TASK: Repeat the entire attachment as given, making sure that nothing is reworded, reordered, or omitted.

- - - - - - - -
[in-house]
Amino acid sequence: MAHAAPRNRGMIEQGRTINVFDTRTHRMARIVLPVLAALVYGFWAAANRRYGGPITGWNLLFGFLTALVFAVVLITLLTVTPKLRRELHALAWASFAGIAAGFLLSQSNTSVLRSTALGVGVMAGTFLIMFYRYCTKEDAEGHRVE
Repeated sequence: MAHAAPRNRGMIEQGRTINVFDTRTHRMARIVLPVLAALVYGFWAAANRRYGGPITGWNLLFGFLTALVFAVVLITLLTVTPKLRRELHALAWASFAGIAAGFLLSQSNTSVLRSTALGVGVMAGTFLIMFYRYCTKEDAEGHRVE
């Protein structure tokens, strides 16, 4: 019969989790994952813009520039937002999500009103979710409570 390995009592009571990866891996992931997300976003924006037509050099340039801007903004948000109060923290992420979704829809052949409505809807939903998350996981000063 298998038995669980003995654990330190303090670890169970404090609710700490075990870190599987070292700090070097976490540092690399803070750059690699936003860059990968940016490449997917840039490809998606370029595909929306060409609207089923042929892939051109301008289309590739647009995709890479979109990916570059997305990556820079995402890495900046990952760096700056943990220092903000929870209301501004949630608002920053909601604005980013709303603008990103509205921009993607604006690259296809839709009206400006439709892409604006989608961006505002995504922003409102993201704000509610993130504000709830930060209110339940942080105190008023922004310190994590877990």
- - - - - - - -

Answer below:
[in-house]
Amino acid sequence: MAHAAPRNRGMIEQGRTINVFDTRTHRMARIVLPVLAALVYGFWAAANRRYGGPITGWNLLFGFLTALVFAVVLITLLTVTPKLRRELHALAWASFAGIAAGFLLSQSNTSVLRSTALGVGVMAGTFLIMFYRYCTKEDAEGHRVE
Repeated sequence: MAHAAPRNRGMIEQGRTINVFDTRTHRMARIVLPVLAALVYGFWAAANRRYGGPITGWNLLFGFLTALVFAVVLITLLTVTPKLRRELHALAWASFAGIAAGFLLSQSNTSVLRSTALGVGVMAGTFLIMFYRYCTKEDAEGHRVE
């Protein structure tokens, strides 16, 4: 019969989790994952813009520039937002999500009103979710409570 390995009592009571990866891996992931997300976003924006037509050099340039801007903004948000109060923290992420979704829809052949409505809807939903998350996981000063 298998038995669980003995654990330190303090670890169970404090609710700490075990870190599987070292700090070097976490540092690399803070750059690699936003860059990968940016490449997917840039490809998606370029595909929306060409609207089923042929892939051109301008289309590739647009995709890479979109990916570059997305990556820079995402890495900046990952760096700056943990220092903000929870209301501004949630608002920053909601604005980013709303603008990103509205921009993607604006690259296809839709009206400006439709892409604006989608961006505002995504922003409102993201704000509610993130504000709830930060209110339940942080105190008023922004310190994590877990």